Business Overview

Turnkey Assisted Living Business with Real Estate For Sale.
15 Beds
Stable Occupancy
Staff & Vendor contracts in place
Cap Rate 10%
Potential to expand up to 16 beds for increased income
Great Reputation with Patients, Families, and licensing authorities
Owner will train
Complete Details available with signed non-Disclosure
****Please sign the NDA and return to DHeinlein@tristarbrokerage.com*****

Financial

  • Asking Price: $1,900,000
  • Cash Flow: N/A
  • Gross Revenue: N/A
  • EBITDA: N/A
  • FF&E: N/A
  • Inventory: N/A
  • Inventory Included: N/A
  • Established: N/A

Detailed Information

  • Property Owned or Leased:Own
  • Property Included:Yes
  • Building Square Footage:N/A
  • Lot Size:N/A
  • Total Number of Employees:N/A
  • Furniture, Fixtures and Equipment:N/A
About The Facility:

2 single family homes adapted to licensed assisted living homes. Single level homes in quiet neighborhood.

Is Support & Training Included:

Owner will train for reasonable period of time.

Purpose For Selling:

Owner has other business interests.

Pros and Cons:

Affluent Howard County, MD is predicted to have a shortage of assisted living beds available by 2030.

Opportunities and Growth:

Business has great repurtation and receives several calls for new patients weekly. By right, potential to expand the number of beds.

Why is the Current Owner Selling The Business?

There are all kinds of reasons why people choose to sell companies. However, the genuine reason and the one they tell you might be 2 totally different things. As an example, they may state "I have way too many various obligations" or "I am retiring". For numerous sellers, these factors stand. But also, for some, these might simply be excuses to attempt to conceal the reality of altering demographics, increased competitors, current decrease in revenues, or a range of other reasons. This is why it is very essential that you not depend completely on a vendor's word, yet instead, use the vendor's answer combined with your overall due diligence. This will paint a much more sensible picture of the business's current circumstance.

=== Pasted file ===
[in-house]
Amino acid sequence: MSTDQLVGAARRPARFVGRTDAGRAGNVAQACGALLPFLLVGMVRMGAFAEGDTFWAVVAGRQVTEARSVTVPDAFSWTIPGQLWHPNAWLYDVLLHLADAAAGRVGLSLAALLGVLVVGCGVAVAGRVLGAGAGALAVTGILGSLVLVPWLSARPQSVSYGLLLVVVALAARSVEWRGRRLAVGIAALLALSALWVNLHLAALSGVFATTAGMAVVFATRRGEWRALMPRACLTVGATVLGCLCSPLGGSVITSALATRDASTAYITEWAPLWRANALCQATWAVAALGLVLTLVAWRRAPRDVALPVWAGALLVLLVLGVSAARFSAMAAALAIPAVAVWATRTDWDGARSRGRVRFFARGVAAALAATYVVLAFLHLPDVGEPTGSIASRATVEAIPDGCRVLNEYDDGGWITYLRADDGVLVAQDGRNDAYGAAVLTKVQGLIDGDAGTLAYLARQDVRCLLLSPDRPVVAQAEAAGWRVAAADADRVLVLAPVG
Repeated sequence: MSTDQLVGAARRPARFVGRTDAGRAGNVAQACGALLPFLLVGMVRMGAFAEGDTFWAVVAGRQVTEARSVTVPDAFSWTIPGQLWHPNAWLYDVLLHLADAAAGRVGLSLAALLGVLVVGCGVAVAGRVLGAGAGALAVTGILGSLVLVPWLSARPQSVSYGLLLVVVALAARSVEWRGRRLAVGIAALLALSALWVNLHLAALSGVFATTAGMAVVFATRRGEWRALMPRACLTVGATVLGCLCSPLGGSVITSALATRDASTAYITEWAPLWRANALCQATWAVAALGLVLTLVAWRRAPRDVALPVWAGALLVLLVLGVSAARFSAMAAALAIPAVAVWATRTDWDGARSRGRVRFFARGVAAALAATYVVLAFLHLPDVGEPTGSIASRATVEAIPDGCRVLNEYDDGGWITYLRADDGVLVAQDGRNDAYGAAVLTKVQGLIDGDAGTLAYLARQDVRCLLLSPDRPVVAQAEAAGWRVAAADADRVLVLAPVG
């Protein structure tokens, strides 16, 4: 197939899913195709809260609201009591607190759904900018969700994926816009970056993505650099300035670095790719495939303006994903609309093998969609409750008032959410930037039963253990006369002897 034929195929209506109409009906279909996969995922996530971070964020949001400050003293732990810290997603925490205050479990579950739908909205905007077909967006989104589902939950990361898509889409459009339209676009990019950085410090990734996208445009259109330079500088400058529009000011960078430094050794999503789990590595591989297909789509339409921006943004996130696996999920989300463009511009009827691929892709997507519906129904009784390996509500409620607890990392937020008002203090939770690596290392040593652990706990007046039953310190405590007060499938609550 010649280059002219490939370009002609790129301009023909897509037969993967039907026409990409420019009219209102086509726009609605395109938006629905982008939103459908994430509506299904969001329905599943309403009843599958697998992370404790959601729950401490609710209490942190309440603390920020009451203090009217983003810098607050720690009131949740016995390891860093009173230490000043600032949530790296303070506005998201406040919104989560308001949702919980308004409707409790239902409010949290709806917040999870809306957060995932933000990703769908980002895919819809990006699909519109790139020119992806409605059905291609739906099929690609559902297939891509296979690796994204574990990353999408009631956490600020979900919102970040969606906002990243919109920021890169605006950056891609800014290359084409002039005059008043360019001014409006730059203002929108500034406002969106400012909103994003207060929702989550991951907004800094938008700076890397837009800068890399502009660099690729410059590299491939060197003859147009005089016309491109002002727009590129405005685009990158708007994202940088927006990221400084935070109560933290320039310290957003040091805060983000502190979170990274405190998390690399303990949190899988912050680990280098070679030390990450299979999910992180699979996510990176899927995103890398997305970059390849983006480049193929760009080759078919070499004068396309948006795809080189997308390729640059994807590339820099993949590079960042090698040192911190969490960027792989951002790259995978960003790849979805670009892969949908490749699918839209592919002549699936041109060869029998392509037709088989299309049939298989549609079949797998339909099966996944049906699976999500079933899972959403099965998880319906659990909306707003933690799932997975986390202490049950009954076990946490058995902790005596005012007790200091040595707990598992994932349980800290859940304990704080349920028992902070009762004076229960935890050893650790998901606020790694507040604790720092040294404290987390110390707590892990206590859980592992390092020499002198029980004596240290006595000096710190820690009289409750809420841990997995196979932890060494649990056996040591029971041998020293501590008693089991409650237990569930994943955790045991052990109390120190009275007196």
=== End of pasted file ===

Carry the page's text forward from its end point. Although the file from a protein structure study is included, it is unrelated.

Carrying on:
Existing Debts and Future Obligations

If the current company is in debt, which numerous businesses are, then you will certainly have reason to consider this when valuating/preparing your deal. Numerous businesses borrow money with the purpose of covering things like stock, payroll, accounts payable, so on and so forth. Bear in mind that in some cases this can indicate that revenue margins are too small. Numerous companies fall into a revolving door of taking loans as a way to pay back various other loans. In addition to debts, there may also be future obligations to consider. There may be an outstanding lease on tools or the structure where the business resides. The business may have existing contracts with vendors that have to be satisfied or may result in fines if terminated early.

Understanding the Customer Base, Competition and Area Demographics

How do businesses in the area bring in brand-new clients? Often times, businesses have repeat clients, which develop the core of their everyday revenues. Certain elements such as new competition sprouting up around the area, roadway building, as well as employee turn over can impact repeat clients as well as adversely influence future earnings. One essential point to think about is the placement of the business. Is it in an extremely trafficked shopping center, or is it hidden from the main road? Undoubtedly, the more individuals that see the business on a regular basis, the better the possibility to build a returning client base. A last thought is the general location demographics. Is the business placed in a largely inhabited city, or is it situated on the outskirts of town? How might the regional median home income effect future earnings potential?